So, what does it mean to product development and consumer expectation?

As discussed in the previous blog, to make an emulsion (e.g. cream or lotion), we are mixing a hydrophobic phase with a hydrophilic phase with the help of emulsifiers. Here we have the volume fraction of the two phases the same in hand cream A and B, but A has a smaller droplet size than B. When they are sitting inside the packages, A would appear to be more solid-like, or, more like a cream rather than a lotion, but when we squeeze some out of a tube (or scoop some out of a jar) and spread it on our hands, A would feel as fluidic as B, thanks to the smaller droplets inside.

Droplet Size and How to Control

For your reference, here are some examples of emulsion droplet sizes of different products. A hand sanitizer is reported to have droplets of 5 microns or less [8]. A silicone emulsion used in producing skincare gels is reported to have droplets of around 100 nm in size [9]. An anti-aging application where antioxidants were loaded into nanoparticles has a narrow size distribution around 140 nm [10].

How can we control droplet size in emulsions? There are a lot of things we could explore: concentration of ingredients, e.g. oil phase, water phase, emulsifiers [11], homogenize pressure [12], adding rate, mixing rate [6]; pH and temperature are also shown to affect droplet size, etc. The cited references provide some good examples.

How to Characterize Droplet Size and Zeta Potential

Speaking of emulsion droplet characterization, The Zetasizer products from Malvern Panalytical are the world’s most widely used systems for the measurement of particle size (in the nanometer to small micron range) and charge characterizations. Zetasizer measures particle size and zeta potential using dynamic light scattering. Briefly, the fluctuation of scattered light reflects the motion of particles: Brownian motion reveals particle size; electrophoretic mobility reflects zeta potential. Here at Malvern Panalytical, we offer a range of options, please visit our website to find out more information.

However, there are some potential issues with Zetasizer and the measurement of large droplets. The size range achievable on Zetasizer is usually 0.3 nm – 10 μm. Gravitational effects start to dominate particle motions with particles of 5 μm and beyond. Therefore, the larger the particle, the less measurable on Zetasizer. In that case, it would be a better idea to measure particle size with a Mastersizer using laser diffraction. Briefly, the smaller the particle is the wider the diffraction angle will be. The measurable size range on Mastersizer is usually from 10nm up to 3.5mm.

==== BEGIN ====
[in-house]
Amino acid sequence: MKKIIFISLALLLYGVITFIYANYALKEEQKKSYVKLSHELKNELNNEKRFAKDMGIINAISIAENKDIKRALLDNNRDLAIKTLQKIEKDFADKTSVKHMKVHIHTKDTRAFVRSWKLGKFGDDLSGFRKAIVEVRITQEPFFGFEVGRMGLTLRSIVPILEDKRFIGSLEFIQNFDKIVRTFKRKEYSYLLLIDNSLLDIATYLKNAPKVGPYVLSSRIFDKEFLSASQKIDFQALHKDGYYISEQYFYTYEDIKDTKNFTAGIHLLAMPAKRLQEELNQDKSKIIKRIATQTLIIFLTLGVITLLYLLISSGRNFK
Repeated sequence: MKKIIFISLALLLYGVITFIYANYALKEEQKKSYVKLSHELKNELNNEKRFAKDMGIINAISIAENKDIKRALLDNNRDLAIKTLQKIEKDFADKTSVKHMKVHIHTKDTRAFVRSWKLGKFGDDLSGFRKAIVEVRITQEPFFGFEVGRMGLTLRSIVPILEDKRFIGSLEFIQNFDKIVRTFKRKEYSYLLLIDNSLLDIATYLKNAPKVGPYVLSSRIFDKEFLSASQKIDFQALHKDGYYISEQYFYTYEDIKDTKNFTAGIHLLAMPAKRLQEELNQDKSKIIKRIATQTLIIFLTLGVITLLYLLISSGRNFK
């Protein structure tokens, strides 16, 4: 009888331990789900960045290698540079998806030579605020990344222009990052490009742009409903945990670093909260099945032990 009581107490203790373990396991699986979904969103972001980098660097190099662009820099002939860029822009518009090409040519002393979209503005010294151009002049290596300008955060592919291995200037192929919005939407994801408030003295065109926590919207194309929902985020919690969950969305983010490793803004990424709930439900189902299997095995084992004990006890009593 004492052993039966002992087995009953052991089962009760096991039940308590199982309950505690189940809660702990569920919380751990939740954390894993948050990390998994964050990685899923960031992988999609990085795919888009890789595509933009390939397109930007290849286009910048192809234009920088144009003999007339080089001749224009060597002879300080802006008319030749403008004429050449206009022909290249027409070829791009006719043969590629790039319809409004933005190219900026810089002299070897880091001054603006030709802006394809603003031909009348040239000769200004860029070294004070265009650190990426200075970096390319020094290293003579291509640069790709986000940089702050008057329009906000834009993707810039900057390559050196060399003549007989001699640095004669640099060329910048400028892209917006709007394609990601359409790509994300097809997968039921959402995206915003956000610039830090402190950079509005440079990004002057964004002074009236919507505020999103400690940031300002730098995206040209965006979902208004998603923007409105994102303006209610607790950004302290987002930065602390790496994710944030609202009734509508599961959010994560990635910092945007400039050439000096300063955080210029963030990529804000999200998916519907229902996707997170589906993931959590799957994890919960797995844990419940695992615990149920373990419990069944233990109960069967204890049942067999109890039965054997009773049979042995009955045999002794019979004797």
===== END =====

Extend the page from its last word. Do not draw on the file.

It is always a good idea to check the particle size with an orthogonal technique such as microscopy against dynamic light scattering and diffraction to make sure the results are correctly interpreted. Seeing is Believing. But, is it really? A problem with microscopy is whether the data is statistical. Morphologi 4-ID is here to help. It is a combination of automatic microscopy with a powerful software that allows measurements of tens of thousands of particles per second. The “ID” part is a Raman spectroscopy that enables probing the chemical composition of each droplet measured.

Finally, dilution is another complicated factor when characterising emulsion droplets. Ideally, we would want to characterize droplets as how they appear inside the final product. However, it is hardly achievable with light scattering which assumes a single scattering event (for more information click here). When it comes to making dilutions, it is important to make equilibrium dilutions in a liquid with the same pH, Ionic strength, surfactant concentration, etc. Microscopy would stand the highest chance in avoiding dilution. A sample microscopy image of a cetrimide cream can be found with this link, where we can see that the droplets can be well distinguished against each other. In this case, statistical size measurement can be achieved with Morphologi 4 without any dilution needed.

Great news! Both our Zetasizer and Mastersizer can “work from home” now. Check it out. At this time, we are trying to be as creative as we can to provide the support you need. Just contact us and let us figure out the rest.

References